Omniscient Discoveries 1: Commentary

Some time ago, I wrote an article on this website about how to write in omniscient. Don’t! Don’t go looking for it. I took it down because it was wrong. I’m still not qualified to give advice on how to write omniscient like how it’s written in some literary fiction classics.

Instead, let me tell you some things I have discovered about the trade. This is the first article in a series of my discoveries about omniscient style writing.



Why don’t I look up how to write omniscient? Why not ask Mr. Google?

Well, I did. And there’s not much out there, and many people are confused about head hopping. We’ll get into that in another article. This article is about commentary.

What is commentary?

Well, for starters, it’s my own term. I’m calling it commentary. Recall the Olympics. There is always some overly excited person commenting as the competitors go about their competitions. These commentators often give their opinions and might even talk about other things.

“Two years ago, remember Roger? I went to this pool and didn’t know how deep it was because no one told me and it said no where and nearly got lost at pool sea and it was craaaaaaaazy, I’m telling you, yeah. But these pools are made under strict regulations…”

You know those guys 😉

So what is commentary in omniscient fiction?

Basically, it’s me, the author, telling you, the reader, about extra things about the place or about the people as if I had been there and seen everything and know everything.

It’s story time. Gather around, kids.

Here’s an excerpt of the first few paragraphs from “The Façade of Quad in Nimrod“:

In the country of Lwendolen lay the once grand city of Nimrod that was the birthplace of King Knimrod II, but only the deteriorating lip-gumming old folk remembered the truly grand days. Today, egotistical rich men and painted ladies were the upper crust, the cream of society, and a true snob mob that sat atop their imaginary thrones. Below them lurked the designated poor and, further down, those unofficially classified as Failures crawled at the feet of everyone. These Failures were at most from the middle class but never the upper class.

It was fine if such Failures learned—somehow—to stand up on their own two feet like a newborn colt standing on wobbling legs, but not always was the case. Such deadbeat, incompetent, good-for-nothings—as the rest of society saw them—often ended up in a strange old city commonly referred to, by both Nimrod citizens and the denizens that resided in this god-forbidden place, as Mourning.

No one, absolutely no one, wanted to wake up to find themselves in Mourning which was rumored to house cannibalistic beings. So, beyond the Gwen Forest, through the abysmal trees that lost its leaves before the end of summer, Mourning residents kept to themselves and the rest of society averted their eyes. As to this day, no one from the top of the hierarchical pyramid ever ventured to this part of Lwendolen.

As to this day.

This is all my commentary on this fictional country called Lwendolen and it’s fictional city called Nimrod. I know everything and sometimes, yes, I may tell you what I know.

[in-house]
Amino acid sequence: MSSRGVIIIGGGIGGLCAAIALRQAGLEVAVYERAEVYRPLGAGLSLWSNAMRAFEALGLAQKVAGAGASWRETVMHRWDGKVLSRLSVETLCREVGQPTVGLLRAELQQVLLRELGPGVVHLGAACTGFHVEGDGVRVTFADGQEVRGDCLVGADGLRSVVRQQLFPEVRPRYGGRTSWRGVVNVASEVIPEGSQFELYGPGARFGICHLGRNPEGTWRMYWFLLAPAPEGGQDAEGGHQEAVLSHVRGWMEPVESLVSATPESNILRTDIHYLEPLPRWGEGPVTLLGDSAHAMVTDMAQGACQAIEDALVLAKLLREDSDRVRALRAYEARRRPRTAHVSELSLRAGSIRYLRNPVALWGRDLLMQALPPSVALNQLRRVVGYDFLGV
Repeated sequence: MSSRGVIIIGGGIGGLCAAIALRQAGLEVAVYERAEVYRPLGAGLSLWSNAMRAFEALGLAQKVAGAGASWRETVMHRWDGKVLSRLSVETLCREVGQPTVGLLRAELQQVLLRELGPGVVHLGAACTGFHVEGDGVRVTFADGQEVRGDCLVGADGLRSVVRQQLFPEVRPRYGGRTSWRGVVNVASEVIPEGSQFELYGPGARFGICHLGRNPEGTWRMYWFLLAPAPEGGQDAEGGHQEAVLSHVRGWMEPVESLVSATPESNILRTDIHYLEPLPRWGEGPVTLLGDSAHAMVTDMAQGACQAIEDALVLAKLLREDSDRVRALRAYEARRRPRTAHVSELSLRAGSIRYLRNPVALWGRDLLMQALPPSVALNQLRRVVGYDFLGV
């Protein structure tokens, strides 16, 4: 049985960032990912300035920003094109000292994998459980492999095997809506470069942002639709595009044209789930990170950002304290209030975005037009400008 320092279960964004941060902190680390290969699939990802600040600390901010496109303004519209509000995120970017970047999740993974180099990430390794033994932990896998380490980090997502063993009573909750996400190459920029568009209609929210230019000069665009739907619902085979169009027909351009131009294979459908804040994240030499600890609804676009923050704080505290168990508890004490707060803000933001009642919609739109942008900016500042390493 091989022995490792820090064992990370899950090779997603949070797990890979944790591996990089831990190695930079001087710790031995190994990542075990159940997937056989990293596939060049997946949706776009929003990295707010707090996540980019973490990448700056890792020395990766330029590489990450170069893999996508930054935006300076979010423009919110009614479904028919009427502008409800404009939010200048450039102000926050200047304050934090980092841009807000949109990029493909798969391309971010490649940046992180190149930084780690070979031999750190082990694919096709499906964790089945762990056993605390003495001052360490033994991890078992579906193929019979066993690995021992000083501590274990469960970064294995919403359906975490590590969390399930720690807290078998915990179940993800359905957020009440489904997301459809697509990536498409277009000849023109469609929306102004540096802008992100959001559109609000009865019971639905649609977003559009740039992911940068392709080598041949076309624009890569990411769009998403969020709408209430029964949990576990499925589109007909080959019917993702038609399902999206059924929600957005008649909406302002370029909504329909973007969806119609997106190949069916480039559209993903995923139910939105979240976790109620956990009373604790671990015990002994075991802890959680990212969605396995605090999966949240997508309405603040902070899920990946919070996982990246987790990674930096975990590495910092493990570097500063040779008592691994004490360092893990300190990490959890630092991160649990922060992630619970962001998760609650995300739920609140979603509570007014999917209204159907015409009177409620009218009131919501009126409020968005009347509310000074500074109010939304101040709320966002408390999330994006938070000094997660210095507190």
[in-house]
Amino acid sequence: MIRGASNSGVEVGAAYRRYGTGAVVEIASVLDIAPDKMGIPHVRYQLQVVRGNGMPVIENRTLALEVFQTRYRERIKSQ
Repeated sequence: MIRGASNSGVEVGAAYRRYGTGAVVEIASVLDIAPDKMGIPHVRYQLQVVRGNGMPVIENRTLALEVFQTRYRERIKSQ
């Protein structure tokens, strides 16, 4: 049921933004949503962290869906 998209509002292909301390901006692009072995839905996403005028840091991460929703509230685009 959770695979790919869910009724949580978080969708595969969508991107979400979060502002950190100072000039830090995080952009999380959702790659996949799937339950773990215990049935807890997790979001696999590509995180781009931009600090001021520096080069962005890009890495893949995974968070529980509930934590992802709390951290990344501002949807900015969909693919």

And, another excerpt, a bit later.

Henry Quad, the eldest son of the Quad family of four, has been caught sneaking home late at night. The Quad family being the social elite, Henry father, Mordecai, takes it upon himself to discipline Henry but to no avail.

Henry just stood there, frozen, unable to move out of shock from being discovered although it inevitable with all the noise his shoes were making. There was nothing more intimidating to Henry than the sight of his father. Mordecai was a big man with a belly, but not morbidly obese. He adorned a thick mustache he combed every morning that at the end of the day lay flat as if someone had stuck fur on his lip. His mustache twitched as he glared down at his son thinking how pathetic of a boy he was. Mordecai could not understand why his son broke every rule while knowing there were painful, unavoidable consequences.

While commenting on Mordecai’s appearance, I’m also introducing him to the reader. (I think) we can get a sense of what kind of a man Mordecai is and have some feeling about who Henry is.

Last excerpt of my commentary (although there are many):

Lady Margarita, as she was commonly referred to as, was the epitome of high-class being an active Baroness—one of the few remaining near-royals in Lwendolen. Many called her kind and giving and she was a well-known philanthropist and one of the few who still sent ample amounts of donations to orphanages and workhouses to try to support the poor. Those who worked in her fields or tended to her livestock would constantly praise her work ethic and would remain loyal to her as long as they could. In other words, not many people had a bad thing to say about Lady Margarita.

While introducing Lady Margarita, I am also giving my commentary on her and telling the reader what people have said about her because I know and see all.

You can have a lot of fun with commentary. Doesn’t always have to be good commentary. There are times when I actually criticize certain characters’ actions or words. Saying things like, “Although, he should have been more careful.” or “She was just too naive.”

You can go crazy with commentary, but don’t go off on long tangents. That’s my advice.

Next in the series: Omniscient Discoveries 2: Head Hopping

2 thoughts on “Omniscient Discoveries 1: Commentary

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